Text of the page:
“When I’m learning about building foundations or looking at the science side of things at college such as understanding U-values for thermal insultation or energy efficiency, I’m seeing all that happening at work too. And I’m also getting experience of the workplace and building relationships with people, and the team are great at involving me.”
From March to September this year, the unemployment rate in Bristol grew to 6.6 per cent – a dramatic increase from 2.5 per cent for this period in 2019 – and it comes just as the furlough scheme is coming to an end, forcing some businesses to close and potentially leading to yet more job losses.
Business West is one of the organisations spearheading collective efforts to accelerate the region’s economic recovery.
Commenting on the current situation, Nicky Williams, head of skills at Business West, says: “As a result of coronavirus, we have gone from near full employment and employers struggling to fill vacancies, to significant numbers of people out of work or in so-called ‘zombie jobs’ and looking to retrain.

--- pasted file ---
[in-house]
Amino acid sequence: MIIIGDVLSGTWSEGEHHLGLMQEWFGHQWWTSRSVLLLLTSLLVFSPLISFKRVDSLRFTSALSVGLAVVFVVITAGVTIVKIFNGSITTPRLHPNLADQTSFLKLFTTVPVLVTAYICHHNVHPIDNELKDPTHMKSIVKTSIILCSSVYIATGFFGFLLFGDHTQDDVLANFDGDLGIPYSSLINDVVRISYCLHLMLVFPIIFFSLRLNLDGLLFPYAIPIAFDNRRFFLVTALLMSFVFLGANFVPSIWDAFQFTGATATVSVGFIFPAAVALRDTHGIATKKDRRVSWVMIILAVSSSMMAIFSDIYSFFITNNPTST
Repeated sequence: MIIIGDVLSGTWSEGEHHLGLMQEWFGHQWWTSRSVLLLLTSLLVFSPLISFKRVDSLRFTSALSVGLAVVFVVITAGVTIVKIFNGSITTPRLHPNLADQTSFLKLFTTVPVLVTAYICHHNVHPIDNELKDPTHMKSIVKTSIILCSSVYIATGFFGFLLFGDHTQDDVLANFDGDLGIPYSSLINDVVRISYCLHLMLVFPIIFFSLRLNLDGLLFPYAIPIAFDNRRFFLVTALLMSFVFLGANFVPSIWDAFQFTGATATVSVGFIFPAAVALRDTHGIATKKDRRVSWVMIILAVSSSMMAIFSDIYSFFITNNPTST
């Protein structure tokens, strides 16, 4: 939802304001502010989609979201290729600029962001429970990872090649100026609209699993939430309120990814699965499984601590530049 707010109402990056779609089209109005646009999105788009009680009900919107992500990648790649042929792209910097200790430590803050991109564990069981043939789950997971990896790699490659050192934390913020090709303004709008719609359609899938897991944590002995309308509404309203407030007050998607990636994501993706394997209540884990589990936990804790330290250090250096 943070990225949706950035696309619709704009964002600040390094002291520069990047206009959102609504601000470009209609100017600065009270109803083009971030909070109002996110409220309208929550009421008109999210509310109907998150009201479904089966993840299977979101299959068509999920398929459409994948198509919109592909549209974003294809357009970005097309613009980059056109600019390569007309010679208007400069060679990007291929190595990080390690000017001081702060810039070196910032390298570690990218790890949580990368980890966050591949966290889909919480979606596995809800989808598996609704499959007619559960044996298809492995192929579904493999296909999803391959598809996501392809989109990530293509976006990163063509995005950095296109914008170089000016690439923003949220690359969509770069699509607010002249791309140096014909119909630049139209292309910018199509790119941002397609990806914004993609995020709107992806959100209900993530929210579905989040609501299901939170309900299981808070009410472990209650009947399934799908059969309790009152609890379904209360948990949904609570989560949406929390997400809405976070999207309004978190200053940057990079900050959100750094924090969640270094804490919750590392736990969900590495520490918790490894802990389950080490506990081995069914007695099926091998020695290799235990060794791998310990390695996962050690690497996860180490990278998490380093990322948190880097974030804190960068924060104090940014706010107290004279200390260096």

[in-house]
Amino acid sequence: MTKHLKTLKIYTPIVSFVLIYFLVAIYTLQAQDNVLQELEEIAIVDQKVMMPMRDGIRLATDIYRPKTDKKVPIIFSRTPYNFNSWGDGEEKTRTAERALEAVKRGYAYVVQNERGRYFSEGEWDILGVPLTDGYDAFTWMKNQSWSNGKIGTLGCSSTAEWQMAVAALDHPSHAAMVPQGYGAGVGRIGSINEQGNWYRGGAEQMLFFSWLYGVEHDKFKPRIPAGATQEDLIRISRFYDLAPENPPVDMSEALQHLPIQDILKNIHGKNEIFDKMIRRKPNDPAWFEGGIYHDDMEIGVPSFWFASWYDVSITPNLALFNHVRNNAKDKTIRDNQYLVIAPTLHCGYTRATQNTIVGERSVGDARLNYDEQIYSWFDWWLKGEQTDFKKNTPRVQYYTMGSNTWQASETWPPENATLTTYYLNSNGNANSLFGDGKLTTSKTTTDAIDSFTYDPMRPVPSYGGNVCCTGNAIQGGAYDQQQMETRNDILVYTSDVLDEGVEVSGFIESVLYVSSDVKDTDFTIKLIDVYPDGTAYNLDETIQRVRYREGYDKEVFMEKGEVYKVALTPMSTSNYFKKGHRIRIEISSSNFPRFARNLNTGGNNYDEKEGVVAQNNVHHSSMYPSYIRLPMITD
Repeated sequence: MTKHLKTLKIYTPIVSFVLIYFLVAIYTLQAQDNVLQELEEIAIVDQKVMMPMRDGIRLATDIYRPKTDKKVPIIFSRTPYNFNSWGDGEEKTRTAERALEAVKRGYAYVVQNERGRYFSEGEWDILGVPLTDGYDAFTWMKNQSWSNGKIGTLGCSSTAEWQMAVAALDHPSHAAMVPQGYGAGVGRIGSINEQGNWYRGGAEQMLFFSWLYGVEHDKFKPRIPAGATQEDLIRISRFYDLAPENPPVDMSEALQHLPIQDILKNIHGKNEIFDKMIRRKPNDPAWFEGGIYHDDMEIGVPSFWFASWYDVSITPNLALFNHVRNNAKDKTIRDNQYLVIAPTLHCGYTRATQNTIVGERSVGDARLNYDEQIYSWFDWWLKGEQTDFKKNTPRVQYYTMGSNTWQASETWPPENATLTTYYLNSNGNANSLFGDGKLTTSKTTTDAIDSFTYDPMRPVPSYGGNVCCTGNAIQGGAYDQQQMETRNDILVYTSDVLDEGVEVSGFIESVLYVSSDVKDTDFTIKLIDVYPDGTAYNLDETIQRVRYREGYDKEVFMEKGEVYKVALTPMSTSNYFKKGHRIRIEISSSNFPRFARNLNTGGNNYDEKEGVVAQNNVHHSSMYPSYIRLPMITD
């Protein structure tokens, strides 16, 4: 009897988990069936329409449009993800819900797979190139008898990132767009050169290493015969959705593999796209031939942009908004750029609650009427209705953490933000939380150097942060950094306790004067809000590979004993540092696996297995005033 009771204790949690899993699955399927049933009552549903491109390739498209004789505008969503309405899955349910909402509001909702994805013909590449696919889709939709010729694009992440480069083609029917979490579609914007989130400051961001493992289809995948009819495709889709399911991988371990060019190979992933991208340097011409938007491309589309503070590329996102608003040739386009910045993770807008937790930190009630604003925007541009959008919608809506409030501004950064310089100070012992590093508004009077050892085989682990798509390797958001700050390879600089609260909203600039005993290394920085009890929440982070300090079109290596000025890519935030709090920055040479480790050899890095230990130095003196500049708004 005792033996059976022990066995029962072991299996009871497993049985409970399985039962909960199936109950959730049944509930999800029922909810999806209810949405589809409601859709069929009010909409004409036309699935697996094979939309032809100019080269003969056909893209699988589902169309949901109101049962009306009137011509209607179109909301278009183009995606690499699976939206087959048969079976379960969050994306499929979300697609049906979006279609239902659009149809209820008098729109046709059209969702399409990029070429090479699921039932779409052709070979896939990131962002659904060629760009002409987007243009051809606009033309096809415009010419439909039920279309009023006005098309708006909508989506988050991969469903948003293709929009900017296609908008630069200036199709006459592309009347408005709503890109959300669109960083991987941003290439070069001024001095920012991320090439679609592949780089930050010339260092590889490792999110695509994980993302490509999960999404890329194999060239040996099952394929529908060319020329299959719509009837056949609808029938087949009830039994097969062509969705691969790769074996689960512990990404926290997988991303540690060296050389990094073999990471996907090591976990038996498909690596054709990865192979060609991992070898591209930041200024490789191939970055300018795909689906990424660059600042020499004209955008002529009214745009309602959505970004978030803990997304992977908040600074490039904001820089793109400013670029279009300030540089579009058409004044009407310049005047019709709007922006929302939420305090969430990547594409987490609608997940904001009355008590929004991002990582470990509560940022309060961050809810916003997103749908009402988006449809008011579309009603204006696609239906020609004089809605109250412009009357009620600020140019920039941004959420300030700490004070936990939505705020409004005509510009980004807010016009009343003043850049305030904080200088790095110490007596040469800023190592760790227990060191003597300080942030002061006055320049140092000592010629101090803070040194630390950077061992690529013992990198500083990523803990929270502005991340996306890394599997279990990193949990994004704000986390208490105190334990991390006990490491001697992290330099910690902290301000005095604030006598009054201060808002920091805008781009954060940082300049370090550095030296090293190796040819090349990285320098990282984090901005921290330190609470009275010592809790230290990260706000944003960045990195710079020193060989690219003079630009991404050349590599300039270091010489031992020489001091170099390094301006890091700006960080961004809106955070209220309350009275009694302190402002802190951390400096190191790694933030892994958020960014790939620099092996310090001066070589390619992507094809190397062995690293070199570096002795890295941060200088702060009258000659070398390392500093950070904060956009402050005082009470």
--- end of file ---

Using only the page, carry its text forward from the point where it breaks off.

“Despite the many challenges that we face, coronavirus also presents a once in a generation opportunity to transform our workforce for the future. The pandemic has led to a seismic shift in the way we live, work and do business, accelerating skills trends that we as a region stand ready to capitalise on.
“Trends such as automation, digitisation and clean growth will need to be even more at the forefront of our thinking in terms of retraining, reskilling and upskilling the existing workforce, as well as creating new and meaningful career pathways for young people, as we move forward.”
The Government has pledged £350m to help fuel a green economic recovery and cut carbon emissions and is providing funding to employers to create job placements for 16 to 24-year-olds on Universal Credit through the Kickstart scheme.
For small and medium-sized enterprises (SMEs), the Workforce for the Future programme – an £8m project co-funded by the West of England Combined Authority and the European Social Fund (ESF) – is helping companies develop their workforce to meet their current and future needs.